Aboriginal people from the Cabrogal tribe and the Gandangara tribe, have lived in the area for over 30,000 years.

The earliest recorded visit to the Fairfield District by Europeans is described in William Bradley's Journal where he noted an expedition from Rose Hill to Prospect Creek to determine whether Prospect Creek led to Botany Bay.

Governor Phillip left Rose Hill on 7 October 1789, returning on the 10th. Bradley described a place on the Creek where the water changed from fresh to salt with a drop of 4 feet . The location was "Rocky Bridge" in present-day Fairfield Park, directly opposite Oakdene Park. The presence of salt water confirmed Prospect Creek's connection to the sea. Travelling downstream on the western bank of the Creek, the party were hampered from continuing by the junction of Orphan School and Prospect Creeks. At this site Bradley recorded a fight between a kangaroo and one of the party's greyhounds in the Creek, which required one of the party to enter the water to save the dog. That location is near the present-day bend of Riverview Road, Fairfield.

Frenchman Gabriel Louis Marie Huon de Kerrileau, a soldier in the NSW Corps arrived in the colony in 1794, per the 'Surprise', having fled France during the French Revolution and enlisted in the NSW Corps in London. In 1800 he married Louisa Le Sage at St John's, Parramatta, to satisfy the Colonial law. In 1807 he received a grant of 100 acres in the centre of Fairfield, which he named 'Castel Paul'. Huon de Kerrileau received additional grants of land. further afield, between 1807 and 1825, including 400 acres at Narellan from Governor Macquarie in 1810. By 1814 'Castel Paul' had been combined, by subsequent owners, with several similarly sized grants to form a largely uncleared 700 acres estate.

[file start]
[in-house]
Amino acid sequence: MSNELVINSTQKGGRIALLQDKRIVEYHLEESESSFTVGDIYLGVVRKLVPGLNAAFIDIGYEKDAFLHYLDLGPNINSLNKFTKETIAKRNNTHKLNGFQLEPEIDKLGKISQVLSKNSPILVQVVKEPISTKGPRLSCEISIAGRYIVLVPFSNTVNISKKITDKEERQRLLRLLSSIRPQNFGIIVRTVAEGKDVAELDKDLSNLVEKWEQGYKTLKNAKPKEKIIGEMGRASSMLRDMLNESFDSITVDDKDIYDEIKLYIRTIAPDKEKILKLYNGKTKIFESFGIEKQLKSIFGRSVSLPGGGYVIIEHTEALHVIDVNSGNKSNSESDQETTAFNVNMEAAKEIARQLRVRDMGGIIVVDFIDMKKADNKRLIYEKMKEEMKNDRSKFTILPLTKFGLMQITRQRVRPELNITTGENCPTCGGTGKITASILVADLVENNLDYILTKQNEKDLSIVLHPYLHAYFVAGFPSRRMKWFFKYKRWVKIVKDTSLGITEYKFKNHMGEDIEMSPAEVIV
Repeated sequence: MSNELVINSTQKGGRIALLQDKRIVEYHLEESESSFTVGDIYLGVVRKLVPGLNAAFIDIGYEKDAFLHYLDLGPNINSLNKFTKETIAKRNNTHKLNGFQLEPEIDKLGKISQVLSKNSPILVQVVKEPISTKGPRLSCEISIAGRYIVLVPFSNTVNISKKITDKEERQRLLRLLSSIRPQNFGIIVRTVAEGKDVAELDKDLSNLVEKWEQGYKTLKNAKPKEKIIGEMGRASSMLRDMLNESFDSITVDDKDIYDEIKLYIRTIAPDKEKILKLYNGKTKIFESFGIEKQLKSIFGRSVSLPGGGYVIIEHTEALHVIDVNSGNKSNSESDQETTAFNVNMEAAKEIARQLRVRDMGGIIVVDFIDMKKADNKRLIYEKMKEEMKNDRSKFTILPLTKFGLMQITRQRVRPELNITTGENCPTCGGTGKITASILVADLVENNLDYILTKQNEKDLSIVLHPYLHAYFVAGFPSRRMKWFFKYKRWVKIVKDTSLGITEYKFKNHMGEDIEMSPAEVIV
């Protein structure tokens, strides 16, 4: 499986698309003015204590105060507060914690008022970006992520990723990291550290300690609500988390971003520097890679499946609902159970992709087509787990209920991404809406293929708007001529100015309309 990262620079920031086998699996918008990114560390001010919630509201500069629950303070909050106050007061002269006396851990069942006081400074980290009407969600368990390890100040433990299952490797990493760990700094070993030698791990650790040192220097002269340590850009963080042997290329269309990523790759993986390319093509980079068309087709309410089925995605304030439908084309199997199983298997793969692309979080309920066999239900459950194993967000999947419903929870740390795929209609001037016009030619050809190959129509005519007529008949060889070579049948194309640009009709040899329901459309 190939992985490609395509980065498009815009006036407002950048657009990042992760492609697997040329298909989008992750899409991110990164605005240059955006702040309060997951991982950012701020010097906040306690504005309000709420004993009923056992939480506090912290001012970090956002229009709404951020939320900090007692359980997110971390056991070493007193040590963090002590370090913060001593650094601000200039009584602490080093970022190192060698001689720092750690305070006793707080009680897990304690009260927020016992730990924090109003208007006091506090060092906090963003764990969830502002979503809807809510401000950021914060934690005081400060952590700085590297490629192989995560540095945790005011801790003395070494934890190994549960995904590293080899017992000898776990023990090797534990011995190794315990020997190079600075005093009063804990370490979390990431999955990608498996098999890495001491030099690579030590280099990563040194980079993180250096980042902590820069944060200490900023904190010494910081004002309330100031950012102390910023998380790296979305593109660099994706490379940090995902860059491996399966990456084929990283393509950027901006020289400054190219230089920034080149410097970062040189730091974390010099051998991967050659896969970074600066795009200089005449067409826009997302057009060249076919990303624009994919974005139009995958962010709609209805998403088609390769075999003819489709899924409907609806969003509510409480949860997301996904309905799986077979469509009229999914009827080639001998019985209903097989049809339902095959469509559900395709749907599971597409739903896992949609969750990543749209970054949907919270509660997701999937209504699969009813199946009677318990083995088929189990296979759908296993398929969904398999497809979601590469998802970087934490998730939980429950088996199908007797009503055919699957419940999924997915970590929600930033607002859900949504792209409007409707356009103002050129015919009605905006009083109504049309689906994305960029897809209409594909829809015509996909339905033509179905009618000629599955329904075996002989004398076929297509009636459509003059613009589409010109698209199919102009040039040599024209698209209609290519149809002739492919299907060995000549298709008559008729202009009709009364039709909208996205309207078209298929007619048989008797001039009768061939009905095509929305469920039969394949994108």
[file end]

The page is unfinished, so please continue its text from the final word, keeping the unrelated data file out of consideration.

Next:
The free settler John Horsley, per 'Broxbornebury', 1814, purchased the estate in that year and named it 'Mark Lodge', after family properties in Essex, England. The Horsley family lived at 'Mark Lodge' until 1840, almost six years after John Horsley's death. The next owner was Dr William Brand, who used 'Mark Lodge' as a country retreat until about 1860. Horsley, a Magistrate and Coroner at Liverpool , and his large family were some of the pioneers of European settlement in the Fairfield District.

Later, a Colonial Treasurer, Thomas Ware Smart bought the estate and in the 1860s built the mansion, 'Fairfield House'.

Fairfield railway station was opened in 1856 and has the oldest surviving railway building in New South Wales. Development began in the mid 19th century supported by railway construction in 1856. At the turn of the century the area had a population of 2,500 people and with fertile soils, produced crops for distribution in Sydney. Electricity was connected in 1921. A private railway existed from Fairfield station to the blue metal quarry at Widemere between 1924 and 1945.

Rapid population increase after World War II saw the settlement of many ex-service men and European migrants. Large scale Housing Commission development in the 1950s swelled the population to 38,000. By 1979, the population had reached 120,000 and the City was becoming one of the larger Local Government Areas in New South Wales.